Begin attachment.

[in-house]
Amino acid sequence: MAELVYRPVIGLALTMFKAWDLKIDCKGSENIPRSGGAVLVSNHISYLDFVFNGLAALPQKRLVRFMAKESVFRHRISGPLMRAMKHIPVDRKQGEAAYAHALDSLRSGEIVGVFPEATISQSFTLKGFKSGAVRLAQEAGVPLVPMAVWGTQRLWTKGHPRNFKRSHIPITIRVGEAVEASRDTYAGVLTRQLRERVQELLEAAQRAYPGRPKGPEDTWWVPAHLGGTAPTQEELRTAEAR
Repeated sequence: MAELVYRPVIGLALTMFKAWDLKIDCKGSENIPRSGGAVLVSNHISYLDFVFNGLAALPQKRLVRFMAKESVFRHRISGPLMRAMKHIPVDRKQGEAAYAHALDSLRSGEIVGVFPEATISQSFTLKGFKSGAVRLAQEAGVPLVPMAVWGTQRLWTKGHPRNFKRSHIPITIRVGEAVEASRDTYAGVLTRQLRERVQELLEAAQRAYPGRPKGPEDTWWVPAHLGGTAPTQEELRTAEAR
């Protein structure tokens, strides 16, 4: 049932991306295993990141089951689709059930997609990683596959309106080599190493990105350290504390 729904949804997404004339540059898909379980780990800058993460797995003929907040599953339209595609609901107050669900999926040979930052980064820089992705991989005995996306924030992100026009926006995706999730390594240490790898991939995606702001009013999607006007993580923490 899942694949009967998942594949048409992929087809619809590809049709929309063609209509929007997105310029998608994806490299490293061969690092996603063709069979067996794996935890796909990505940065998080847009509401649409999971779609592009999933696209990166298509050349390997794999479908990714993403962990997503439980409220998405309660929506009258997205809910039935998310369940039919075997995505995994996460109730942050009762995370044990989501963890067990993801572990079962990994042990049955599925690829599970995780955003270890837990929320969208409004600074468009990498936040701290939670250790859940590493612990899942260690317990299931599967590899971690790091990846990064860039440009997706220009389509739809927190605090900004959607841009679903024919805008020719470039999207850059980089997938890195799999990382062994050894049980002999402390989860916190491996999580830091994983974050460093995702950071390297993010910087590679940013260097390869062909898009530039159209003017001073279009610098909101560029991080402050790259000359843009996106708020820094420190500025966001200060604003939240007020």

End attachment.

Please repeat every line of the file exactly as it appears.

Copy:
[in-house]
Amino acid sequence: MAELVYRPVIGLALTMFKAWDLKIDCKGSENIPRSGGAVLVSNHISYLDFVFNGLAALPQKRLVRFMAKESVFRHRISGPLMRAMKHIPVDRKQGEAAYAHALDSLRSGEIVGVFPEATISQSFTLKGFKSGAVRLAQEAGVPLVPMAVWGTQRLWTKGHPRNFKRSHIPITIRVGEAVEASRDTYAGVLTRQLRERVQELLEAAQRAYPGRPKGPEDTWWVPAHLGGTAPTQEELRTAEAR
Repeated sequence: MAELVYRPVIGLALTMFKAWDLKIDCKGSENIPRSGGAVLVSNHISYLDFVFNGLAALPQKRLVRFMAKESVFRHRISGPLMRAMKHIPVDRKQGEAAYAHALDSLRSGEIVGVFPEATISQSFTLKGFKSGAVRLAQEAGVPLVPMAVWGTQRLWTKGHPRNFKRSHIPITIRVGEAVEASRDTYAGVLTRQLRERVQELLEAAQRAYPGRPKGPEDTWWVPAHLGGTAPTQEELRTAEAR
């Protein structure tokens, strides 16, 4: 049932991306295993990141089951689709059930997609990683596959309106080599190493990105350290504390 729904949804997404004339540059898909379980780990800058993460797995003929907040599953339209595609609901107050669900999926040979930052980064820089992705991989005995996306924030992100026009926006995706999730390594240490790898991939995606702001009013999607006007993580923490 899942694949009967998942594949048409992929087809619809590809049709929309063609209509929007997105310029998608994806490299490293061969690092996603063709069979067996794996935890796909990505940065998080847009509401649409999971779609592009999933696209990166298509050349390997794999479908990714993403962990997503439980409220998405309660929506009258997205809910039935998310369940039919075997995505995994996460109730942050009762995370044990989501963890067990993801572990079962990994042990049955599925690829599970995780955003270890837990929320969208409004600074468009990498936040701290939670250790859940590493612990899942260690317990299931599967590899971690790091990846990064860039440009997706220009389509739809927190605090900004959607841009679903024919805008020719470039999207850059980089997938890195799999990382062994050894049980002999402390989860916190491996999580830091994983974050460093995702950071390297993010910087590679940013260097390869062909898009530039159209003017001073279009610098909101560029991080402050790259000359843009996106708020820094420190500025966001200060604003939240007020």